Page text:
The discovery of Richard III’s skeleton has thrust him once more into the spotlight and there are several versions of the play making the rounds. Each of them is different, but Iris Theatre’s production is something else.
Set in and around the church of St. Paul’s in Covent Garden, the audience are completely immersed in the tragic story that begins with the murder of Edward, Prince of Wales by the three sons of York.
I was a bit too close to the action and almost got a sword through my chest – luckily I side-stepped the blow… but I won’t let it affect my review.
Director Daniel Winder has chosen this opening scene (which is actually the end of Henry VI, Part III) to emphasise the events leading up to Richard’s own tragedy. The Wars of the Roses saw the deaths of princes, kings and noblemen alike, ending only when Henry Tudor’s army defeated Richard’s at the Battle of Bosworth.
Shakespeare’s Richard is a cruel man who turns brother against brother, murders his nephews and anyone else who stands in his way. David Hywel Banes is the best Richard III I’ve ever seen and the transformation astonishing (he’s actually a good looking chap). Complete with hunched back, limp and greasy hair, plus a menacing, mad look in his eye he is not only believable, but sinister and terrifying. He delivers his lines with passion and conviction and the audience hang onto his every word – it’s not an easy play to follow, but in his portrayal Shakespeare’s meaning was perfectly clear.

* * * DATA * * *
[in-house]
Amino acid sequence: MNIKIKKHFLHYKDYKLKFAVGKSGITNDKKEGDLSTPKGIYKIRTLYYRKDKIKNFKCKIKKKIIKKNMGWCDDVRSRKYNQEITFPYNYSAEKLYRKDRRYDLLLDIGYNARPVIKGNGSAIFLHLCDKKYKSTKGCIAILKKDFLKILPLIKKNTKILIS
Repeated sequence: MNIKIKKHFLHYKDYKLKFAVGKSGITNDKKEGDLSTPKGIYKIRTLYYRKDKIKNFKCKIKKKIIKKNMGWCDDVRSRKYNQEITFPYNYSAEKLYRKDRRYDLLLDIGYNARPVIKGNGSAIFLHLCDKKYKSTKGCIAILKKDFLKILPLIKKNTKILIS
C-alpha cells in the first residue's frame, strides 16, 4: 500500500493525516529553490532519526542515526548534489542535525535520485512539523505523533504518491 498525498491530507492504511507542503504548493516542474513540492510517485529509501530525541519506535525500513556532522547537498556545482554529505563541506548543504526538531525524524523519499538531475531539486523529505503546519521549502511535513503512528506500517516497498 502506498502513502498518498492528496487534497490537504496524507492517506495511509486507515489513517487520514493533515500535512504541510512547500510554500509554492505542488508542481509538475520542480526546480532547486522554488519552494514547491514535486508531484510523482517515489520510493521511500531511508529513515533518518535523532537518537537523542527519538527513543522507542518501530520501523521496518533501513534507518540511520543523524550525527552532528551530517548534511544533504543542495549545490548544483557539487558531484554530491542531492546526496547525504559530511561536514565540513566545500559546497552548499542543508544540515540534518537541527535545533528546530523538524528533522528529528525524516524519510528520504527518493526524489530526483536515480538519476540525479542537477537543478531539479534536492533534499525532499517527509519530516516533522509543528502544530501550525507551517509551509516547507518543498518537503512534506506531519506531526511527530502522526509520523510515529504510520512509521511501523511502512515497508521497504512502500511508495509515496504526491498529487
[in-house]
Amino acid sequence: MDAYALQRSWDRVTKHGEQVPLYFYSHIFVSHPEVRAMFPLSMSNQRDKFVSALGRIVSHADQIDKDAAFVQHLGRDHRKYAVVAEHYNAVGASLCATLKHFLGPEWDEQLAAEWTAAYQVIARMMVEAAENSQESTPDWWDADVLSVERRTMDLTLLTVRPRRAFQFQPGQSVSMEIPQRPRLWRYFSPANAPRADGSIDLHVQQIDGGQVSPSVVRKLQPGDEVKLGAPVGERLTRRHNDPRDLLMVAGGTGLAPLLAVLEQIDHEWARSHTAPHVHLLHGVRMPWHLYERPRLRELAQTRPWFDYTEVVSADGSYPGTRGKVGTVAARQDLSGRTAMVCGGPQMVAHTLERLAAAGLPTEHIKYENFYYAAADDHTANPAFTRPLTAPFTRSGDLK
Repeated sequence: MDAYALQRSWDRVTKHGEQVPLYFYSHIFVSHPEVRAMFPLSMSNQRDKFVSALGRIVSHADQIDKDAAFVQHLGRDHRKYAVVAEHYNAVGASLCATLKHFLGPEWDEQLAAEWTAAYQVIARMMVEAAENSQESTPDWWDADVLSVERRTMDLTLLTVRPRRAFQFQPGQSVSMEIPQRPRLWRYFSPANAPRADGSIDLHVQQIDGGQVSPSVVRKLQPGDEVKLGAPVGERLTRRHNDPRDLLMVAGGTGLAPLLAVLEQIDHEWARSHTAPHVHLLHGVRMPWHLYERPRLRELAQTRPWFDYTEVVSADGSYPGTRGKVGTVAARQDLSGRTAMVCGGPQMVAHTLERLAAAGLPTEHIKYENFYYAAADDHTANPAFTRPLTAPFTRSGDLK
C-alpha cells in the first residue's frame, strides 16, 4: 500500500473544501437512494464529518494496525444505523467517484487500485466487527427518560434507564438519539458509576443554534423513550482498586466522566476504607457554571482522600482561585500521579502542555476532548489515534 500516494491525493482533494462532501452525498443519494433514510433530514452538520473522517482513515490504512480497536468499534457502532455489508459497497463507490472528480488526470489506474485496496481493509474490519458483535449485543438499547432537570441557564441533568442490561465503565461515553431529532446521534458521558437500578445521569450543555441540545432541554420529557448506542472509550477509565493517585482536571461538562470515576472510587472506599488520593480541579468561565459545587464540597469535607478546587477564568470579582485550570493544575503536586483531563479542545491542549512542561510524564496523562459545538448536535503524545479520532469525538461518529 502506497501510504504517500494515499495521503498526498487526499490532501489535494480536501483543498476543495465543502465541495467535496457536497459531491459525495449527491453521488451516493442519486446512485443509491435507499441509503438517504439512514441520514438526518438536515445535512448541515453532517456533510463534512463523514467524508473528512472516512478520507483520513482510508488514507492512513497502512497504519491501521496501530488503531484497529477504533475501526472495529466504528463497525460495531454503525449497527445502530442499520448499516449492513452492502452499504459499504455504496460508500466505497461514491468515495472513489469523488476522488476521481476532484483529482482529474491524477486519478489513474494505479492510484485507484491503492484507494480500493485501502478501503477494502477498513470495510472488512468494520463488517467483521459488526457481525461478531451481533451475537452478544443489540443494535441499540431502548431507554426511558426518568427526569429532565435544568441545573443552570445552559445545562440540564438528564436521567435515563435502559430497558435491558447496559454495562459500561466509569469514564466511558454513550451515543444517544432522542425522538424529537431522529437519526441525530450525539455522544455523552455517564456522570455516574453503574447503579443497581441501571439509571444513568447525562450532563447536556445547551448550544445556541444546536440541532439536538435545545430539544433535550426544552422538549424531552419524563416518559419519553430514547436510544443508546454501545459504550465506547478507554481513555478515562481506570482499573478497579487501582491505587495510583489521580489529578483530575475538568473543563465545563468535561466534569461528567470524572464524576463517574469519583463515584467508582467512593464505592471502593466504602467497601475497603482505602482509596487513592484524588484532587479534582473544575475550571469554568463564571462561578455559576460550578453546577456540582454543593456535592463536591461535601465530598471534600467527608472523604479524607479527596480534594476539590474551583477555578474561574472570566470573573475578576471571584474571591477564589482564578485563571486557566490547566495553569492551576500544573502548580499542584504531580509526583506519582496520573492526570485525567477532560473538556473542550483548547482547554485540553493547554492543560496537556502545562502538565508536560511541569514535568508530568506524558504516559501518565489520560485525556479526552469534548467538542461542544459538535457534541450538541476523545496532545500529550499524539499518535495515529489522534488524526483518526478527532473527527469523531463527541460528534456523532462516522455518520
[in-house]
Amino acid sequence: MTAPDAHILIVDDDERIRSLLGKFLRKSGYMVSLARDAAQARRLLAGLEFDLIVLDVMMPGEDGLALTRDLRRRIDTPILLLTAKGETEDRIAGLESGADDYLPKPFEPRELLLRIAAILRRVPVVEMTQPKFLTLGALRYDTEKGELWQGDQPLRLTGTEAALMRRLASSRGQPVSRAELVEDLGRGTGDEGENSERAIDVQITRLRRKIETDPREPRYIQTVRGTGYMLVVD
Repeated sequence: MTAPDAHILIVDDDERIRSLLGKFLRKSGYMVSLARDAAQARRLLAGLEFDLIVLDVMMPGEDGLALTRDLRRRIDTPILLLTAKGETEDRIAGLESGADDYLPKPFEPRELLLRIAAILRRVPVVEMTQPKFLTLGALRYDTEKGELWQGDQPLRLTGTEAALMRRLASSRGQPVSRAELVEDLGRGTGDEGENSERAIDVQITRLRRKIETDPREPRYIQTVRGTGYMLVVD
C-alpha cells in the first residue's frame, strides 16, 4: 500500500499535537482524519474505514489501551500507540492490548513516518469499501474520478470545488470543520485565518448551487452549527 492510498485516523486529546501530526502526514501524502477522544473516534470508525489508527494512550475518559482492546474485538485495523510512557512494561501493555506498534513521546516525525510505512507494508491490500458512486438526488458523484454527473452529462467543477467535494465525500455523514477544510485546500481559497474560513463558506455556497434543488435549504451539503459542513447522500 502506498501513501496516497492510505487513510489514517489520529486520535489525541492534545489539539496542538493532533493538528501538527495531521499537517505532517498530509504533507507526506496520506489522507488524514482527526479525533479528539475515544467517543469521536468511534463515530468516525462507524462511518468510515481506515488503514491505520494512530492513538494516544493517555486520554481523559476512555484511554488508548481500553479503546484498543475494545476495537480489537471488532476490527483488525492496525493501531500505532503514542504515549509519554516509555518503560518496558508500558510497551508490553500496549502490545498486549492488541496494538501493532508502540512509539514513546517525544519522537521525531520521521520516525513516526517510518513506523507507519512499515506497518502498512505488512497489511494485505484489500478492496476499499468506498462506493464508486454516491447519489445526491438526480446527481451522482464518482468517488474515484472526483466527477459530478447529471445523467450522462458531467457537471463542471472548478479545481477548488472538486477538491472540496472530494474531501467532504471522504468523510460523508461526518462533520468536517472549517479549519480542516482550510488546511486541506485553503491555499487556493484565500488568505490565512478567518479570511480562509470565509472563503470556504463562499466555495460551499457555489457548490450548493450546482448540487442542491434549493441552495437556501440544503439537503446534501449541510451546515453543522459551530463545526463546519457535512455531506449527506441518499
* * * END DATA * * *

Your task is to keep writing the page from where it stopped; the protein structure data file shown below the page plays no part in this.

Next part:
The cast as a whole is strong, with most of them taking on several roles, as well as singing during the scene changes. True to Shakespearean times, the two elder ladies are played by men and Mark Hawkins is particularly convincing as the witchy Queen Margaret cursing her way through the play.
For the most part the multiple roles of the cast are done well (it took me a while to realise Mark Hawkins also played Catesby) but it is still slightly confusing for anyone who doesn’t know the play; Lord Hastings (Joel Mellinger) leaves to be executed and returns seconds later as the Lord Mayor… Only to see the head of Hastings being waved around (dripping with blood).
The production is also perhaps slightly too long (almost 3 and a half hours) especially for what is essentially an outdoor performance. One does expect this with Shakespeare, but some of the scene transitions could have been slightly smoother. Obviously it’s difficult to shepherd hundreds of people to the next scene – and no theatre wants to limit an audience size – but fewer people would have ensured a more fluid transition between acts.
The staging is simple, but by performing as a promenade piece, the church grounds are used effectively for most of the play. It was a cold evening, but Richard’s nightmare before the battle seemed more eerie because of it with the wind in the trees dispersing the smoke and sending extra chills down our spines.
Blood, drama and fantastic acting, Iris Theatre’s Richard III is one of the best productions of this play that you will ever see and despite the length, you’re so shocked by the final bloodthirsty scene that it almost feels justified!
Reviewed by Michaela Clement-Hayes